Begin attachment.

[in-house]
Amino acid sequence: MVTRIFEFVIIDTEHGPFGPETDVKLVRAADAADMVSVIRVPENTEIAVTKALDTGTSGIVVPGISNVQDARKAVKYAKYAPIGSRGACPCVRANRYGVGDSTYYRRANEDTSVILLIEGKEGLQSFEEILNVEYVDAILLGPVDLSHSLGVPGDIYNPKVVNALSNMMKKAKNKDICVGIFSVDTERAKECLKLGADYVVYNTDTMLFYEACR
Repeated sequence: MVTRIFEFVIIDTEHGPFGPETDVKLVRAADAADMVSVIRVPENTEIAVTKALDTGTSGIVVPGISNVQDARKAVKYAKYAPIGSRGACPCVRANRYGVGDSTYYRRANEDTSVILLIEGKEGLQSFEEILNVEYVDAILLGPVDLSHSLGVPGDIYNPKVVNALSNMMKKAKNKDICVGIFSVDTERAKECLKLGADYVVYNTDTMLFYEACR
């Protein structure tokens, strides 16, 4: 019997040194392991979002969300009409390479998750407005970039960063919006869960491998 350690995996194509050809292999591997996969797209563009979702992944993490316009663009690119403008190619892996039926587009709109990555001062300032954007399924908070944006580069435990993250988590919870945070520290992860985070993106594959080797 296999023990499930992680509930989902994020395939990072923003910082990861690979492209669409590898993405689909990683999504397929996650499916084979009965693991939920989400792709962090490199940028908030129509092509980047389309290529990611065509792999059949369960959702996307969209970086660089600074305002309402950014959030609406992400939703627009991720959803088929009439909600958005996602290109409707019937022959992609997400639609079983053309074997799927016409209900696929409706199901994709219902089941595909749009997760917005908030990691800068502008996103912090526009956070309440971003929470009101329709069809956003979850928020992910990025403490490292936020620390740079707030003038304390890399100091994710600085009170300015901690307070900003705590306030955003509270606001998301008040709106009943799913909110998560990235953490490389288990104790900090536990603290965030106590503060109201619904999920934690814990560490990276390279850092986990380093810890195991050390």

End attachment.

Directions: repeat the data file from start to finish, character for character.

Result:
[in-house]
Amino acid sequence: MVTRIFEFVIIDTEHGPFGPETDVKLVRAADAADMVSVIRVPENTEIAVTKALDTGTSGIVVPGISNVQDARKAVKYAKYAPIGSRGACPCVRANRYGVGDSTYYRRANEDTSVILLIEGKEGLQSFEEILNVEYVDAILLGPVDLSHSLGVPGDIYNPKVVNALSNMMKKAKNKDICVGIFSVDTERAKECLKLGADYVVYNTDTMLFYEACR
Repeated sequence: MVTRIFEFVIIDTEHGPFGPETDVKLVRAADAADMVSVIRVPENTEIAVTKALDTGTSGIVVPGISNVQDARKAVKYAKYAPIGSRGACPCVRANRYGVGDSTYYRRANEDTSVILLIEGKEGLQSFEEILNVEYVDAILLGPVDLSHSLGVPGDIYNPKVVNALSNMMKKAKNKDICVGIFSVDTERAKECLKLGADYVVYNTDTMLFYEACR
């Protein structure tokens, strides 16, 4: 019997040194392991979002969300009409390479998750407005970039960063919006869960491998 350690995996194509050809292999591997996969797209563009979702992944993490316009663009690119403008190619892996039926587009709109990555001062300032954007399924908070944006580069435990993250988590919870945070520290992860985070993106594959080797 296999023990499930992680509930989902994020395939990072923003910082990861690979492209669409590898993405689909990683999504397929996650499916084979009965693991939920989400792709962090490199940028908030129509092509980047389309290529990611065509792999059949369960959702996307969209970086660089600074305002309402950014959030609406992400939703627009991720959803088929009439909600958005996602290109409707019937022959992609997400639609079983053309074997799927016409209900696929409706199901994709219902089941595909749009997760917005908030990691800068502008996103912090526009956070309440971003929470009101329709069809956003979850928020992910990025403490490292936020620390740079707030003038304390890399100091994710600085009170300015901690307070900003705590306030955003509270606001998301008040709106009943799913909110998560990235953490490389288990104790900090536990603290965030106590503060109201619904999920934690814990560490990276390279850092986990380093810890195991050390």